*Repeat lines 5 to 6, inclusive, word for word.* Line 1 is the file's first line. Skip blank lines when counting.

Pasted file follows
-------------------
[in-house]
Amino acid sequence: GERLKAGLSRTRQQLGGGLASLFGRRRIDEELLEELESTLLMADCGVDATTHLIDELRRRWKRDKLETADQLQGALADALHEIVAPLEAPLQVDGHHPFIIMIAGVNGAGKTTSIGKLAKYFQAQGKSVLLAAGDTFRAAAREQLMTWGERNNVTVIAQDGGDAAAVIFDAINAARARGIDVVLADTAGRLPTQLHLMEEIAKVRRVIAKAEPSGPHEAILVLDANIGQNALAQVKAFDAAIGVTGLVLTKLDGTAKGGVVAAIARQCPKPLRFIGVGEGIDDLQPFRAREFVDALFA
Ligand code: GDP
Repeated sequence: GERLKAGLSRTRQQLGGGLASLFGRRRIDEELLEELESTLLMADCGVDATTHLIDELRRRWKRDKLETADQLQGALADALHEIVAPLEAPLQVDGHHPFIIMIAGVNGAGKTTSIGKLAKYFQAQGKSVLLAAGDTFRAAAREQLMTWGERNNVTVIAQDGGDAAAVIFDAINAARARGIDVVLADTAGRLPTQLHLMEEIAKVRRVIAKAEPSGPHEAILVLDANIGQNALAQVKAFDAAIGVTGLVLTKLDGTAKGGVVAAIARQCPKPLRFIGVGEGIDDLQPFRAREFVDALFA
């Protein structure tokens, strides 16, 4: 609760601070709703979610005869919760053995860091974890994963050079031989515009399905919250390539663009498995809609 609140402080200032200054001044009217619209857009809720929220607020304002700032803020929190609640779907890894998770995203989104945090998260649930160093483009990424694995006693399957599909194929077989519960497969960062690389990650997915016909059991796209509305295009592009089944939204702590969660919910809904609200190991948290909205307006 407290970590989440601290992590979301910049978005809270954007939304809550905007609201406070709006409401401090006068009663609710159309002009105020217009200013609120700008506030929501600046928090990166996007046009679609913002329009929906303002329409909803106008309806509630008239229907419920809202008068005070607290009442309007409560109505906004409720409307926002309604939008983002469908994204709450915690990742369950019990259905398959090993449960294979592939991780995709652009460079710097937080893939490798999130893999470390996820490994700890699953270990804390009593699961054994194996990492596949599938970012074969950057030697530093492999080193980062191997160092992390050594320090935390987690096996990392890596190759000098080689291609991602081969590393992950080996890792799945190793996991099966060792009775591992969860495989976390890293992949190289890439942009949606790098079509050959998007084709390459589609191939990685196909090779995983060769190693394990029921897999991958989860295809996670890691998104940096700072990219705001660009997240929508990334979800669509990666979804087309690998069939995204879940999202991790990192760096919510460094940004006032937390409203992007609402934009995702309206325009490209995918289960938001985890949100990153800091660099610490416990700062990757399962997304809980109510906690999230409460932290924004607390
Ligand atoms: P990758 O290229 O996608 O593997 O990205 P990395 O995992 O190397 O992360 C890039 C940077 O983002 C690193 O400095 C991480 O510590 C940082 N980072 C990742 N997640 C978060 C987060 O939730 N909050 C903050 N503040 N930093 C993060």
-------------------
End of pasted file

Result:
């Protein structure tokens, strides 16, 4: 609760601070709703979610005869919760053995860091974890994963050079031989515009399905919250390539663009498995809609 609140402080200032200054001044009217619209857009809720929220607020304002700032803020929190609640779907890894998770995203989104945090998260649930160093483009990424694995006693399957599909194929077989519960497969960062690389990650997915016909059991796209509305295009592009089944939204702590969660919910809904609200190991948290909205307006 407290970590989440601290992590979301910049978005809270954007939304809550905007609201406070709006409401401090006068009663609710159309002009105020217009200013609120700008506030929501600046928090990166996007046009679609913002329009929906303002329409909803106008309806509630008239229907419920809202008068005070607290009442309007409560109505906004409720409307926002309604939008983002469908994204709450915690990742369950019990259905398959090993449960294979592939991780995709652009460079710097937080893939490798999130893999470390996820490994700890699953270990804390009593699961054994194996990492596949599938970012074969950057030697530093492999080193980062191997160092992390050594320090935390987690096996990392890596190759000098080689291609991602081969590393992950080996890792799945190793996991099966060792009775591992969860495989976390890293992949190289890439942009949606790098079509050959998007084709390459589609191939990685196909090779995983060769190693394990029921897999991958989860295809996670890691998104940096700072990219705001660009997240929508990334979800669509990666979804087309690998069939995204879940999202991790990192760096919510460094940004006032937390409203992007609402934009995702309206325009490209995918289960938001985890949100990153800091660099610490416990700062990757399962997304809980109510906690999230409460932290924004607390
Ligand atoms: P990758 O290229 O996608 O593997 O990205 P990395 O995992 O190397 O992360 C890039 C940077 O983002 C690193 O400095 C991480 O510590 C940082 N980072 C990742 N997640 C978060 C987060 O939730 N909050 C903050 N503040 N930093 C993060």